Tsai administration criticized for Taiwan's 1st execution since 2016

Amnesty Intl. and the European Union, among others, have decried the execution, and call for a renewed moratorium on capital punishment in Taiwan

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(Image from Pixabay user qimono, modified)

(Image from Pixabay user qimono, modified)

TAIPEI (Taiwan News) -- Following the execution of Lee Hung-chi (李宏基), 39, who was shot Friday afternoon in accordance with the death penalty handed down in his case, several groups have criticized the actions of the Tsai administration.

Human rights groups and some governments have spoken out to criticize the Tsai administration. President Tsai had previously stated that her government would seek to abolish capital punishment.

Following the execution which took place on Aug. 31, Amnesty International in Taiwan immediately released a statement calling the incident “disappointing.”

The organization said the execution was a “crushing setback for the abolitionist movement in Taiwan” and that it “casts a shadow over the Tsai presidency.”

The press release from Amnesty International in Taiwan read:

“The death penalty is the ultimate denial of human rights and can never deliver justice or accountability. We once again call on the Taiwanese authorities to establish an official moratorium on executions as a first step towards abolishing the death penalty once and for all.”

The European Union, via the External Action Service (EEAS) offices also condemned the execution calling it “cruel and inhumane,” claiming it “fails to act as a deterrent” and that it is an “unacceptable denial of human dignity and integrity.”

The EEAS press statement called on the Tsai administration to reintroduce a moratorium on capital punishment “as a first step to its total abolition.”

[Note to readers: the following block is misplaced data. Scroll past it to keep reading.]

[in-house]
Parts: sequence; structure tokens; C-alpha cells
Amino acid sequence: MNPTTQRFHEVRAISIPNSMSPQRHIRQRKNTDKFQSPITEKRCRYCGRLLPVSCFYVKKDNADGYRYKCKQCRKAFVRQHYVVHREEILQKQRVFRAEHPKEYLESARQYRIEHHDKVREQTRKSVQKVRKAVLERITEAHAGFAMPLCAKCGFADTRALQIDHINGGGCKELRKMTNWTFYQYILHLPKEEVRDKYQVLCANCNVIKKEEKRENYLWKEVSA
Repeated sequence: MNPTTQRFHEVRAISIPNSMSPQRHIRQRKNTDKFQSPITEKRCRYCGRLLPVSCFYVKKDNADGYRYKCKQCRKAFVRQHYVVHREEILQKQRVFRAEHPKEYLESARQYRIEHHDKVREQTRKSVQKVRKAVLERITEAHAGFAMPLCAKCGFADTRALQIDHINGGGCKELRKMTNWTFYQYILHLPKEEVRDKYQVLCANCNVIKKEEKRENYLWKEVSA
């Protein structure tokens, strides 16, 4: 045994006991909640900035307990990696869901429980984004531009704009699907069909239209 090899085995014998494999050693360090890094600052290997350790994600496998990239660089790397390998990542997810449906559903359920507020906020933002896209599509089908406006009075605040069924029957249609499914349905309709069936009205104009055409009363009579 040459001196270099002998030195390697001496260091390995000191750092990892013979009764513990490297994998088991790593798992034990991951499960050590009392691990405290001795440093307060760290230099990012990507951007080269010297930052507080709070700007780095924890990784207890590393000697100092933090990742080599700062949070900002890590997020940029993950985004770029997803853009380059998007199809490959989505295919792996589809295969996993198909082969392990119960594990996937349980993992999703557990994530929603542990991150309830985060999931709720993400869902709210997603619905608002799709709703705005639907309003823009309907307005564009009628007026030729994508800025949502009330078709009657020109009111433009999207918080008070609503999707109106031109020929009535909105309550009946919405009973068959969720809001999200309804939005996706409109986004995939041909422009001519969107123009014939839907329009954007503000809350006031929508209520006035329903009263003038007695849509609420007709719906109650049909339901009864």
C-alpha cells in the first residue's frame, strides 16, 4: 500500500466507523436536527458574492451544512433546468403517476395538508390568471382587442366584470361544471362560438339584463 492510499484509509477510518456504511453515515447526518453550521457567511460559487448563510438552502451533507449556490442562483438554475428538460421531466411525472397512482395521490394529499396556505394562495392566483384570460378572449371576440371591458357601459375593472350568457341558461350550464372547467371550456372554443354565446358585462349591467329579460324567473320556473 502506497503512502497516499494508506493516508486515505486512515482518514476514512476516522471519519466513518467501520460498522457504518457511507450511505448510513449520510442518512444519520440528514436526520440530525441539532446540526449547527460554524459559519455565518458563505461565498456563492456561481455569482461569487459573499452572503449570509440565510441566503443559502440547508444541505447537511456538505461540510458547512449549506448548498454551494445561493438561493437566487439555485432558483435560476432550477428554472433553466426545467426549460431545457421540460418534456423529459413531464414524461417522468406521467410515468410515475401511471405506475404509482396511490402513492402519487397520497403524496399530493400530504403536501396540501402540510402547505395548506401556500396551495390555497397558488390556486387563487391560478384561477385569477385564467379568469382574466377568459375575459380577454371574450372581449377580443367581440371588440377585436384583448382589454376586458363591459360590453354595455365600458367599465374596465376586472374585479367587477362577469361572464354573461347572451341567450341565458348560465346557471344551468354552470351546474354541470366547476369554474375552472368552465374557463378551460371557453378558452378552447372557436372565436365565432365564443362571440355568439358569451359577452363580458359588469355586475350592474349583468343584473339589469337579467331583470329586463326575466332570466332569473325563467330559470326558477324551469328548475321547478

The Australian Office in Taiwan also echoed the statements of the EEAS, calling for the government to reinstate a moratorium on the death penalty. “Reflecting Australia’s commitment to universal human rights…we oppose the death penalty in all circumstances for all people,” read the statement from the Australian representative office.

Several KMT legislators have also criticized the move and questioned the timing of the execution ahead of the November elections in Taiwan.

Lee was executed for the murder of his wife, and the attempted murder of his oldest daughter, two criminal acts that were preceded by previous attempts to harm his children and violent behavior towards his wife, for which he spent 11 months in jail before her murder which occurred in 2014.

Taiwan’s most recent execution before Lee on Aug. 31, was carried out just days before Tsai took office in May 2016, when student Cheng Chieh (鄭捷) was shot for killing four people on a Taipei Mass Rapid Transit train in 2014.

There are still 42 convicts on death row in Taiwan.